55. ^ "Queen Máxima to visit Côte d'Ivoire and Senegal to promote access to financial services". United Nations Secretary-General's Special Advocate for Inclusive Finance for Development. Archived from the original on 11 August 2022. Retrieved 11 August 2022.
  56. ^ "UNSGSA Queen Máxima Set for 2-Day Visit to United States to Reinforce Importance of Financial Inclusion and Financial Health". United Nations Secretary-General's Special Advocate for Inclusive Finance for Development. Archived from the original on 11 August 2022. Retrieved 11 August 2022.
  57. ^ "UNSGSA Queen Máxima Remarks for the Launch of the Global Findex Database". United Nations Secretary-General's Special Advocate for Inclusive Finance for Development. The Hague. 29 June 2022. Archived from the original on 11 August 2022. Retrieved 11 August 2022.
  58. ^ "International Year of Microcredit 2005". Year of Microcredit. Archived from the original on 26 November 2012. Retrieved 28 January 2013.
  59. ^ a b "Queen Máxima as the UNSGSA". United Nations Secretary-General's Special Advocate for Inclusive Finance for Development. Archived from the original on 11 August 2022. Retrieved 11 August 2022.
  60. ^ Decree of 25 January 2002 laying down the titles and styles of Máxima Zorreguieta and titles, names, and styles of the children who might be born from the marriage of His Royal Highness Prince Willem-Alexander Claus George Ferdinand, Prince of Orange, Prince of the Netherlands, Prince of Orange-Nassau, Jonkheer van Amsberg with Her Royal Highness Princess Máxima of the Netherlands, Princess of Orange-Nassau, Mrs van Amsberg Archived 28 September 2013 at the Wayback Machine. Official Gazette of the Kingdom of the Netherlands. No. 41. Published: 31 January 2002
  61. ^ a b Decree of 25 January 2002, regarding the coat of arms and personal flag of Her Royal Highness Princess Máxima Archived 13 May 2012 at the Wayback Machine. Official Gazette of the Kingdom of the Netherlands. No. 42. Published: 31 January 2002
  62. ^ Pinedo, Danielle; Versteegh, Kees (15 February 2013). "Deskundigen in NRC: Máxima kreeg te snel titel 'koningin'". nrc.nl (in Dutch). Archived from the original on 19 September 2016.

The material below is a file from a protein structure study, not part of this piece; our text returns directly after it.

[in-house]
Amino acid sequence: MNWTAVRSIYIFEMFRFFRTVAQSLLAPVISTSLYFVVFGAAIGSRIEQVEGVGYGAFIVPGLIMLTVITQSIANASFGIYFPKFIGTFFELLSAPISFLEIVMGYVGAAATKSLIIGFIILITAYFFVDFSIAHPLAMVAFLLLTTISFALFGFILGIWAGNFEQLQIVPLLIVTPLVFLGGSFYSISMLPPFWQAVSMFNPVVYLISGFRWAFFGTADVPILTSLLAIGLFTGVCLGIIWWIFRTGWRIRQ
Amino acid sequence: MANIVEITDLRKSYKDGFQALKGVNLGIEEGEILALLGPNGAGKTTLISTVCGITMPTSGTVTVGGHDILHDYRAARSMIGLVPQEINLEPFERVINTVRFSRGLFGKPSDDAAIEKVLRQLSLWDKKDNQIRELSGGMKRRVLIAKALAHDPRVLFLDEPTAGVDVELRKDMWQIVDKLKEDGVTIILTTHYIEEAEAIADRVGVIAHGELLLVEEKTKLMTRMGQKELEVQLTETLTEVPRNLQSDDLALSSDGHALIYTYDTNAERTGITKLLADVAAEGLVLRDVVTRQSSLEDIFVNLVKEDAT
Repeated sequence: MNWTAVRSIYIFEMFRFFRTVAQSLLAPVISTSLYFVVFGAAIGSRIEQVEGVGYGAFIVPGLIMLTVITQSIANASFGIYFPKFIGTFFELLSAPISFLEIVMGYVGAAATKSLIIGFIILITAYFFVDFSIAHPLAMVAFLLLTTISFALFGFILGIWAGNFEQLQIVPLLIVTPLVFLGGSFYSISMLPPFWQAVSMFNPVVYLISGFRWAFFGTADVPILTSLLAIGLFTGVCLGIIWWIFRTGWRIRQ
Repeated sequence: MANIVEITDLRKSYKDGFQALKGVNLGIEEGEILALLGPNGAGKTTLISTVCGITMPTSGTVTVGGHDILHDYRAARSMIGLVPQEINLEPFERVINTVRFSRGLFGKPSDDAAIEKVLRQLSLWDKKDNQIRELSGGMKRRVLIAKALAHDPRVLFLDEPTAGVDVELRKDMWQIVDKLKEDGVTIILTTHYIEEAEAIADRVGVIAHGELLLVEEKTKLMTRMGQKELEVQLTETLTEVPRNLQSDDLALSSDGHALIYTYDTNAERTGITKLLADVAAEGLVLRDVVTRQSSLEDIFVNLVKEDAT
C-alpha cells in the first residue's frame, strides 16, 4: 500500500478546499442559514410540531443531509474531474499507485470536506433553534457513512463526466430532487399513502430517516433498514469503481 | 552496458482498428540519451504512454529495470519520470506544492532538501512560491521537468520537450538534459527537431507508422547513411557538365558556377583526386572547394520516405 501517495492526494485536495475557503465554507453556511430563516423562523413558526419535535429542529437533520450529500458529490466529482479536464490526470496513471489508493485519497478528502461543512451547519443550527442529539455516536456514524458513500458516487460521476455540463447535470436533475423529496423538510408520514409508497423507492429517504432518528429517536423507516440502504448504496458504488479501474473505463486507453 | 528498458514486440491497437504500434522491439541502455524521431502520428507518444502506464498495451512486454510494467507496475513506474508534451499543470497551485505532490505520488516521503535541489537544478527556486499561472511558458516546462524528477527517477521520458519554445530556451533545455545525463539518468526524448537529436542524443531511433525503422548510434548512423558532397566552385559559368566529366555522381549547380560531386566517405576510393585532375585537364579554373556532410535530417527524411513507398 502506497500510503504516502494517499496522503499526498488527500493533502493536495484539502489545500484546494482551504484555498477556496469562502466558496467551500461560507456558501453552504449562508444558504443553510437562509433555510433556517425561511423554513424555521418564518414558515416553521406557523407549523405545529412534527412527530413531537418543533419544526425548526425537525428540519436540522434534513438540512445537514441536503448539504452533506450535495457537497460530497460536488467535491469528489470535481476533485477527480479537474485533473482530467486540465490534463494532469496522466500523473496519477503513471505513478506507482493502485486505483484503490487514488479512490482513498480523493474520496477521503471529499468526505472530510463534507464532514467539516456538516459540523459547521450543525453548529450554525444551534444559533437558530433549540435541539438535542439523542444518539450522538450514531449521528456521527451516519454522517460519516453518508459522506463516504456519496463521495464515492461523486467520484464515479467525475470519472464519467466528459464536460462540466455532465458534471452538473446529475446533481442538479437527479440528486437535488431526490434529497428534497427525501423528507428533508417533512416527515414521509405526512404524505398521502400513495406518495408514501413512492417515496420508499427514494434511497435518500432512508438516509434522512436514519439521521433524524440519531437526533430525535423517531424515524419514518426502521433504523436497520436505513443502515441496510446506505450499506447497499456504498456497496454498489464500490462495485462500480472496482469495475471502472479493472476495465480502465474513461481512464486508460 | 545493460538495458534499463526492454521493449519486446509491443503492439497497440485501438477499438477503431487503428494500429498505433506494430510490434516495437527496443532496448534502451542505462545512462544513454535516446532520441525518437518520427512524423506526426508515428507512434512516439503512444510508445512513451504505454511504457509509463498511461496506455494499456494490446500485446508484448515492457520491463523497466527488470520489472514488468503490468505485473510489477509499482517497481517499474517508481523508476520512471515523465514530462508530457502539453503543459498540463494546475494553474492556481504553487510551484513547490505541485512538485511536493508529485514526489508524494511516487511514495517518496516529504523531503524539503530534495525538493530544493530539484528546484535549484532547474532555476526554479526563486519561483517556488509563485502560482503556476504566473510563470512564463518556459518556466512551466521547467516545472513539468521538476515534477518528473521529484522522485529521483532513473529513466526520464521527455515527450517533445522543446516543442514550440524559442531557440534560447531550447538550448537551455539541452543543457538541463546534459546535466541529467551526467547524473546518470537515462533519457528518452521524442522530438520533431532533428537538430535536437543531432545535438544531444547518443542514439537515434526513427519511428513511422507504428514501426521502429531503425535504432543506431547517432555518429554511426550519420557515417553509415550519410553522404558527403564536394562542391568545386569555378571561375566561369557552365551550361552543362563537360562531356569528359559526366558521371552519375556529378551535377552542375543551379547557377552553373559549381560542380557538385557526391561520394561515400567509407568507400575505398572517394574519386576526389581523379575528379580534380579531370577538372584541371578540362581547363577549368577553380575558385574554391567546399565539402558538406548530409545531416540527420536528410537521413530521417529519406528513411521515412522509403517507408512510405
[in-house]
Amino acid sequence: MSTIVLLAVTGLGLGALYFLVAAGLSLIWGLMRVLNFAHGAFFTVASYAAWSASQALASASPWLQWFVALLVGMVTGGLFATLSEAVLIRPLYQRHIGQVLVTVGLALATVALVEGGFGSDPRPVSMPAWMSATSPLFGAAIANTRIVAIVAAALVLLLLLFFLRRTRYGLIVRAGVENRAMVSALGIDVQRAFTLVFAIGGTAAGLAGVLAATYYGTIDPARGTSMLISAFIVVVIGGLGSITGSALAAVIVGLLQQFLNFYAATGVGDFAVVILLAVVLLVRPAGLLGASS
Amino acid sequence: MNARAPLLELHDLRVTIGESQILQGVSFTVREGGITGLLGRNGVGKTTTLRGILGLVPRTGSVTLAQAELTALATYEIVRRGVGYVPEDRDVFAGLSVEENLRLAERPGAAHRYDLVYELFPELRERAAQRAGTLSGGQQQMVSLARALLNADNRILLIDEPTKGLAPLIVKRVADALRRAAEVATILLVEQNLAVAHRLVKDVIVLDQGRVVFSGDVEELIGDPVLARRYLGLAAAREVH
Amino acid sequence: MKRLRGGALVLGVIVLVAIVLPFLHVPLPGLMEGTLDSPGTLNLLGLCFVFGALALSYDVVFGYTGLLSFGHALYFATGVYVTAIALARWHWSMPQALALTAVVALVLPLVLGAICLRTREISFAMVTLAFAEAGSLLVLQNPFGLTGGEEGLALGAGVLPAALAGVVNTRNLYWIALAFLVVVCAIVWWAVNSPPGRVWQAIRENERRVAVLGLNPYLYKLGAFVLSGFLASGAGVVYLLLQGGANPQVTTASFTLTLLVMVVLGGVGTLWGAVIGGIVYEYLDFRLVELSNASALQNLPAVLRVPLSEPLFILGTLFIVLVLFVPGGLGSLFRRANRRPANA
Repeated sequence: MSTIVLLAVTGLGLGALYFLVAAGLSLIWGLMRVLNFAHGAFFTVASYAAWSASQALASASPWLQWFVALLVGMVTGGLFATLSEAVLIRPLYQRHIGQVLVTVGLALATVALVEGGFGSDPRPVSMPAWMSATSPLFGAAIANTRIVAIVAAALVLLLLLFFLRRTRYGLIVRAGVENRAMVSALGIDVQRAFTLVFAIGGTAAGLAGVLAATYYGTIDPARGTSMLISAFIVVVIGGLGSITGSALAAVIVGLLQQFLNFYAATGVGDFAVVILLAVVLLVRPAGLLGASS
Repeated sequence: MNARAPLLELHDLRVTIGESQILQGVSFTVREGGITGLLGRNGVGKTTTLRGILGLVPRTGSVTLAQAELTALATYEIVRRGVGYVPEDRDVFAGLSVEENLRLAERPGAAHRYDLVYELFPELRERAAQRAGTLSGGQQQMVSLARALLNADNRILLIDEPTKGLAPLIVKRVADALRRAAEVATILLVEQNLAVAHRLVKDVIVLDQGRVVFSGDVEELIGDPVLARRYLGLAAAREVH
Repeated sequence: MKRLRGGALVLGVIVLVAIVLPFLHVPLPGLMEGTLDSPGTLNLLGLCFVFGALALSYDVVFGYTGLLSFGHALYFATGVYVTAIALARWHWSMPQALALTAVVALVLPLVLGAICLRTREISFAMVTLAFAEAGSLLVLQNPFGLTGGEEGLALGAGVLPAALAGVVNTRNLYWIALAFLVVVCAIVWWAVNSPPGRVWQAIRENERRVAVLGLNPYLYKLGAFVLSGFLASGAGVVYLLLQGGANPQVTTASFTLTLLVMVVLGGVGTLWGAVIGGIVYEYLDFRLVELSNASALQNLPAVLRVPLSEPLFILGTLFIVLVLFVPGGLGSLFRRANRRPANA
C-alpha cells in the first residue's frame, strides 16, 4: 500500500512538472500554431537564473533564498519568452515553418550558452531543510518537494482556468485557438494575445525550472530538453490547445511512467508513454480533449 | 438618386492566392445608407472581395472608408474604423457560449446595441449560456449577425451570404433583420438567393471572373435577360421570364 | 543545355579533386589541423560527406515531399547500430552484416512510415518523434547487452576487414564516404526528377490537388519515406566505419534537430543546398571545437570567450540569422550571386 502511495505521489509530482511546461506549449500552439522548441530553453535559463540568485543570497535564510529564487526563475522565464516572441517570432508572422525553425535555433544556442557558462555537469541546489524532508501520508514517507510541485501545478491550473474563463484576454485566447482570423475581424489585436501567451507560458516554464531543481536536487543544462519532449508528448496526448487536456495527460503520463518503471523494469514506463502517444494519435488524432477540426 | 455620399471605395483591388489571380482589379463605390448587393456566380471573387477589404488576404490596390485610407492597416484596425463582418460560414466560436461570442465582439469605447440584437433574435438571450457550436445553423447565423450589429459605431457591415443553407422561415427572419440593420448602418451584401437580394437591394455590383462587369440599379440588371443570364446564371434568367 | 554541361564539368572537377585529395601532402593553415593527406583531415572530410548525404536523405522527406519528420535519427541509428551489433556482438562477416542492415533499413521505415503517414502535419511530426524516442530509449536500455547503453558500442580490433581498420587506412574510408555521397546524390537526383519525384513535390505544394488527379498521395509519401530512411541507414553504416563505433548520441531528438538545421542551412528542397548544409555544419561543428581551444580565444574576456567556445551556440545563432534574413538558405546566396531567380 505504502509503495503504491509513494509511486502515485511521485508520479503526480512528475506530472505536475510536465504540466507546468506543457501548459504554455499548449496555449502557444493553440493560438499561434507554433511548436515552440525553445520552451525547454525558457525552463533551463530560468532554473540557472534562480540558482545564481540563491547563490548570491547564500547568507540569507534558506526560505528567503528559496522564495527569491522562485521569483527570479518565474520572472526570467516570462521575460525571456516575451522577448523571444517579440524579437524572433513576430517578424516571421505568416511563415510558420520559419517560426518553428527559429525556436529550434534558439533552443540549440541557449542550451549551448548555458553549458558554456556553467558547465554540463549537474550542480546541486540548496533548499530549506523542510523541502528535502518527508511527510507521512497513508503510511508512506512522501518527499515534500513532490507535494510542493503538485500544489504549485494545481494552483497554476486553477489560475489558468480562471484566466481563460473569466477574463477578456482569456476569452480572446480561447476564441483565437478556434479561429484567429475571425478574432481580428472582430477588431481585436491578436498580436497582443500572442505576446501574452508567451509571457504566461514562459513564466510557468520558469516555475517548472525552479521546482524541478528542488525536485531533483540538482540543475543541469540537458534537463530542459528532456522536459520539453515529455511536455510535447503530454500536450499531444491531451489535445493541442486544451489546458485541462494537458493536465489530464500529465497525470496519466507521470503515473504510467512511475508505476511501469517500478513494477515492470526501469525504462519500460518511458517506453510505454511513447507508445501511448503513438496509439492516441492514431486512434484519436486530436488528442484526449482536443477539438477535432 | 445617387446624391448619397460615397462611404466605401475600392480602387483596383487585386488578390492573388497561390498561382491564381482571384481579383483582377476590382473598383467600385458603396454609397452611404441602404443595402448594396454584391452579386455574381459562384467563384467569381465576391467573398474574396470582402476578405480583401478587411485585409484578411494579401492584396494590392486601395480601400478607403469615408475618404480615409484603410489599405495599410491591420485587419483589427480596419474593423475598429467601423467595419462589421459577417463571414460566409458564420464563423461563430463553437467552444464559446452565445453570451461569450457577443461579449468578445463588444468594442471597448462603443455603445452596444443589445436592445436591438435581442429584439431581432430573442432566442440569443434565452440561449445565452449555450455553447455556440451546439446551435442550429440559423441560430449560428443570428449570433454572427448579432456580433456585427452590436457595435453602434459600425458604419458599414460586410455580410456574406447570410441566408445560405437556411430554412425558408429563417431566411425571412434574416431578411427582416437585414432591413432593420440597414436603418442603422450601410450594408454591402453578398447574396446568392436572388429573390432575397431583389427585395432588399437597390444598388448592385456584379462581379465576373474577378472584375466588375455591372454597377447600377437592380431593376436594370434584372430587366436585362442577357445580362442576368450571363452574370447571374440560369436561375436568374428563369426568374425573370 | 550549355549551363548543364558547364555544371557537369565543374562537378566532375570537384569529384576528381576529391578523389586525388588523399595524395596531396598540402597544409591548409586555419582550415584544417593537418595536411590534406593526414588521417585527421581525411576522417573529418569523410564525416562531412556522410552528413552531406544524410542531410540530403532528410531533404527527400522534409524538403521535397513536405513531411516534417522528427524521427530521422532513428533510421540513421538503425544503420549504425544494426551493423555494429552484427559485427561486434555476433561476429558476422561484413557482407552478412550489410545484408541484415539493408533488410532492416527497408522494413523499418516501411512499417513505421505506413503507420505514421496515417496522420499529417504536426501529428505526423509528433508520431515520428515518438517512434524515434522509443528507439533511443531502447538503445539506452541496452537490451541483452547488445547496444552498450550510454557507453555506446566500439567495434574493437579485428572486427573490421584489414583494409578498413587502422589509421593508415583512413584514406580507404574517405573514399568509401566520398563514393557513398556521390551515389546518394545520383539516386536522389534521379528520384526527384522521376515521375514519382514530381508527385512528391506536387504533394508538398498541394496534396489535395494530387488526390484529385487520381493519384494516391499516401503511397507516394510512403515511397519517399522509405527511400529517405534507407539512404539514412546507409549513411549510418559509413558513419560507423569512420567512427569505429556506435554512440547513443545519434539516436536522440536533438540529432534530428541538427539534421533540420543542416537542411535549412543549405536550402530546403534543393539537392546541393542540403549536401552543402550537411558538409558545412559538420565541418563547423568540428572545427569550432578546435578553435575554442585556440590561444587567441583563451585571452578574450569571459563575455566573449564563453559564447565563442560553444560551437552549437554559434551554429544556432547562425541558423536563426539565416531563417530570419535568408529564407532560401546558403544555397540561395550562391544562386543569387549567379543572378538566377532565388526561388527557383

63. ^ www.koninklijkhuis.nl Archived 1 August 2015 at the Wayback Machine
  64. ^ "Besluit van 25 januari 2002 tot vaststelling van de titels en het predikaat van Máxima Zorreguieta en van de titels, namen en het predikaat van de kinderen die geboren mochten worden uit het huwelijk van Zijne Koninklijke Hoogheid Prins Willem-Alexander Claus George Ferdinand, Prins van Oranje, Prins der Nederlanden, Prins van Oranje-Nassau, Jonkheer van Amsberg met Hare Koninklijke Hoogheid Prinses Máxima der Nederlanden, Prinses van Oranje-Nassau, mevrouw van Amsberg". 31 January 2002.
  65. ^ a b "Archived copy". Archived from the original on 22 June 2015. Retrieved 19 June 2015.{{cite web}}: CS1 maint: archived copy as title (link)
  66. ^ "Aanspreektitels - Titels, aanspreektitels en beschermheerschappen - Het Koninklijk Huis". 14 January 2015.
  67. ^ New Honour
  68. ^ Estonian Presidency, Estonian State Decorations (Estonian) - Máxima Hollandi kuninganna
  69. ^ "Modtagere af danske dekorationer". kongehuset.dk (in Danish). 12 December 2017. Retrieved 29 January 2019.
  70. ^ Koning krijgt grootkruis van Legioen van Eer Archived 23 January 2014 at the Wayback Machine - website De Telegraaf
  71. ^ Quirinale website Archived 4 February 2018 at the Wayback Machine
  72. ^ vestnesis.lv. "Par Triju Zvaigžņu ordeņa piešķiršanu - Latvijas Vēstnesis". www.vestnesis.lv (in Latvian). Retrieved 11 June 2018.
  73. ^ State visit to Lithuania
  74. ^ Vanitatis
  75. ^ Official decree Archived 23 July 2013 at the Wayback Machine, 2 November 2009
  76. ^ Kongehuset
  77. ^ Portugal Archived 17 January 2013 at the Wayback Machine
  78. ^ Boletín Oficial del Estado Archived 4 March 2016 at the Wayback Machine
  79. ^ H.H Sheikh Khalifa welcomes HM Queen Beatrix of Netherlands Archived 29 April 2013 at the Wayback Machine - website of the UAE Ministry of Foreign Affairs
  80. ^ a b c d (in Dutch) Wapens van leden van het Koninklijk Huis Archived 23 January 2013 at the Wayback Machine, Dutch Royal House. Retrieved on 6 May 2013.

NotesEdit

External linksEdit

Dutch royalty
Vacant
Title last held by
Claus von Amsberg
as Prince consort
Queen consort of the Netherlands
30 April 2013 – present
Incumbent